Granted this version of the Mets has a ways to go before they are even playoff contenders, but bringing in Tulowitzki would be the kind of jolt that could make that happen a lot quicker. David Wright has no protection in that lineup right now, unless one thinks Michael Cuddayer and Curtis Granderson will turn back the clock. Tulowitzki will give Wright the line-up protection he hasn't enjoyed since Carlos Beltran and Delgado were in town.
Here is what the Mets lineup would look like with Tulowitzki:
Jaun Lagares - CF, Daniel Murphy - 2B, David Wright - 3B, Troy Tulowitzki - SS, Michael Cuddayer - RF, Curtis Granderson - LF, Lucas Duda - 1B, Travis D'Arnaud - C.
Not bat all, even with the inconsistent Duda, and offensively challenged Lagares and D'Arnaud in that lineup. His presence lengthen's the lineup, providing the Mets with more pop, RBIs and average. It makes sense. Not to mention Tulowitzki owns a .438/.534/.833/1.368 slash line at Citi Field in his career, so there shouldn't be as much concern that he is a product of Coors Field.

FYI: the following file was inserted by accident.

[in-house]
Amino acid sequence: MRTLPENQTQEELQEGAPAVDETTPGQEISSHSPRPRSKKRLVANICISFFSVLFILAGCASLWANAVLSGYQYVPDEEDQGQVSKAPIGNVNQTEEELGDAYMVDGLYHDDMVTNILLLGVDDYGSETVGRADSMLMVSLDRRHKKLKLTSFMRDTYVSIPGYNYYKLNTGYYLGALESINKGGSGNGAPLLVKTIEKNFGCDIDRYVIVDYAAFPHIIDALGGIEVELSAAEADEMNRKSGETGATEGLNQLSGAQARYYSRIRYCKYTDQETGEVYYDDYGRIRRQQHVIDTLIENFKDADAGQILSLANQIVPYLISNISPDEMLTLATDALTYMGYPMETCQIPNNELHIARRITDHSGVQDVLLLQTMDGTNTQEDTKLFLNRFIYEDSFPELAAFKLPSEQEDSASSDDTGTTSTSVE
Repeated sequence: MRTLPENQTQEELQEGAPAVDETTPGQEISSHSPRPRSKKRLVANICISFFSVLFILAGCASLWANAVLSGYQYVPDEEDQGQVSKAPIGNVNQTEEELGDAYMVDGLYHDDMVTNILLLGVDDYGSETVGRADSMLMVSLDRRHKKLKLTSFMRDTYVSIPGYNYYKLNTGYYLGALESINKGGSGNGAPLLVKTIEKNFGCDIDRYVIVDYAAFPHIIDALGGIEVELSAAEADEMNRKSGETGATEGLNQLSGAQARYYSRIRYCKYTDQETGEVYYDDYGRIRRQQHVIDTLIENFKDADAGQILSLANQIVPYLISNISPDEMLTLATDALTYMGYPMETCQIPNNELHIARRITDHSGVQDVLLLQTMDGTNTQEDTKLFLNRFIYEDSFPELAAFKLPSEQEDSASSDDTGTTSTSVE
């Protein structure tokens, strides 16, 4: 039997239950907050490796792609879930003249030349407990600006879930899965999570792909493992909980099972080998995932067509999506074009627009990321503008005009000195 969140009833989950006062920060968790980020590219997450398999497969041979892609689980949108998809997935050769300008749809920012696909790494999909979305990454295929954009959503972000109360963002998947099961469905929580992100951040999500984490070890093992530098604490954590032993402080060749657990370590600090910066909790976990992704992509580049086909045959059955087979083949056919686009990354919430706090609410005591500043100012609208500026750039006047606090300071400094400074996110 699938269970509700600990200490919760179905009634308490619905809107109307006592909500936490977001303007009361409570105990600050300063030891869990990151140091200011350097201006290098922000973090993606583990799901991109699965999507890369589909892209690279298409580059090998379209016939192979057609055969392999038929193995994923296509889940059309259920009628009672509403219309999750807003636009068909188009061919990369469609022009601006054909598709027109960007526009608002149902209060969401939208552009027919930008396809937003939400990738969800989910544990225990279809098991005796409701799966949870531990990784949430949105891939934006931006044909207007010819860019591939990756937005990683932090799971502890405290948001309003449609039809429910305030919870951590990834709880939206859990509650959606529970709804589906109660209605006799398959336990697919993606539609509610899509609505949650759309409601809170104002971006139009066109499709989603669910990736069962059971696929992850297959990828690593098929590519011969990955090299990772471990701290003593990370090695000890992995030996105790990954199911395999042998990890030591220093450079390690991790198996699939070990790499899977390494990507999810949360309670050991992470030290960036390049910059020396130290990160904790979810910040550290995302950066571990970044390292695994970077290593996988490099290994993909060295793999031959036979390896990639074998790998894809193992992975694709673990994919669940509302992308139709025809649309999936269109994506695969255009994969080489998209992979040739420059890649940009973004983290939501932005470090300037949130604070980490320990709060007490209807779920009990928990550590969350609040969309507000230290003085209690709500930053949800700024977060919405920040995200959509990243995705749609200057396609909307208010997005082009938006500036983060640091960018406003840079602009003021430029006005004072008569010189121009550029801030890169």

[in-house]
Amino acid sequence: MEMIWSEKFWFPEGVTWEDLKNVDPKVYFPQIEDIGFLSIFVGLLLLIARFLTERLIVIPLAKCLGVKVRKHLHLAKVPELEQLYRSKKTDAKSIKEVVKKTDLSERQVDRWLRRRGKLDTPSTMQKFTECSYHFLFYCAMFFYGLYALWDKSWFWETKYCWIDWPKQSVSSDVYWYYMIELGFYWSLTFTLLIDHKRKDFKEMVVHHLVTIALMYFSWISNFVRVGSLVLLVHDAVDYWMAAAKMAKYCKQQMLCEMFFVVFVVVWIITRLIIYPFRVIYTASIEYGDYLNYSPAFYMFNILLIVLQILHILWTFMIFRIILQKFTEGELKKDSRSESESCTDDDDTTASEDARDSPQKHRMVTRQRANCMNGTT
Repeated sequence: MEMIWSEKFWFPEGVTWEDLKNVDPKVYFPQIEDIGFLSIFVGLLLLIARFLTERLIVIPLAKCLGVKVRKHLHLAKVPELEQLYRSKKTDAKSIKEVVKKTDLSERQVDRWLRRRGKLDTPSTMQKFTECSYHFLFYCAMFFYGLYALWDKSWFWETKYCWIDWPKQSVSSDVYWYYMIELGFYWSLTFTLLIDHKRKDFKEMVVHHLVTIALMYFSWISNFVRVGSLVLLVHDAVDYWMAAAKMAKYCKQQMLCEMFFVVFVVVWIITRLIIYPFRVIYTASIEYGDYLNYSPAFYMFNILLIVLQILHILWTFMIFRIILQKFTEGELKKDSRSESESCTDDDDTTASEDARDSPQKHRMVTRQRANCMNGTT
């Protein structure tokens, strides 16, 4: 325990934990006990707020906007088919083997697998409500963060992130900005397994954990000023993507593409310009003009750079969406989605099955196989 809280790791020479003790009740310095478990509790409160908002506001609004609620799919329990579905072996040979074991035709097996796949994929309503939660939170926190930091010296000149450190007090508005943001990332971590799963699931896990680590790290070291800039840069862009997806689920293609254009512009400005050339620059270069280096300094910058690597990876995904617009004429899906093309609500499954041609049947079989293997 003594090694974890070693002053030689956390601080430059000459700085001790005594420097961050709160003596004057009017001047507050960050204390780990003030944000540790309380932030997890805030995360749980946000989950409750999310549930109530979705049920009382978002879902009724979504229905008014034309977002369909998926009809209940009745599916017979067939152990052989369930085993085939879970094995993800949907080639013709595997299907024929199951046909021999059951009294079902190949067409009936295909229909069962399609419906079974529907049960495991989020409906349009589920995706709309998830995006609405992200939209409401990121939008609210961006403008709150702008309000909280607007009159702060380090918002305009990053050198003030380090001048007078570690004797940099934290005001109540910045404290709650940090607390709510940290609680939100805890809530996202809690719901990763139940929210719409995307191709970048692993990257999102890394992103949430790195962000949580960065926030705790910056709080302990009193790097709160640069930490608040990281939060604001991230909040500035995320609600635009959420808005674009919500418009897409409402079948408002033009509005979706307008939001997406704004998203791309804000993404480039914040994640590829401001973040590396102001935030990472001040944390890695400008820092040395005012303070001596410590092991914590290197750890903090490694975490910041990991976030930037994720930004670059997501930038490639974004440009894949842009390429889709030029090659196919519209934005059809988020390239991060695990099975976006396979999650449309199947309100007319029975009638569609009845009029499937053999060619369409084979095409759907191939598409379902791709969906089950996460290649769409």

And what about the finances of the contract? Tulowitczki is owed $20 million a year from 2015-2019, but the contract gets friendlier in 2020 ($14 million) and 2021 ($15 million).
The Mets Payroll breaks down as follows: (via Baseball reference.com)
|Signed||Players With Guaranteed Contracts (does not include players with options)||*6||4||2||1||1||1|
|Dollars Committed||Value of Guaranteed Contracts (no options are exercised and includes buyouts)||*$64M||$57.5M||$35.5M||$20M||$15M||$12M|
|Contract Options||Players with any type of option||1||1|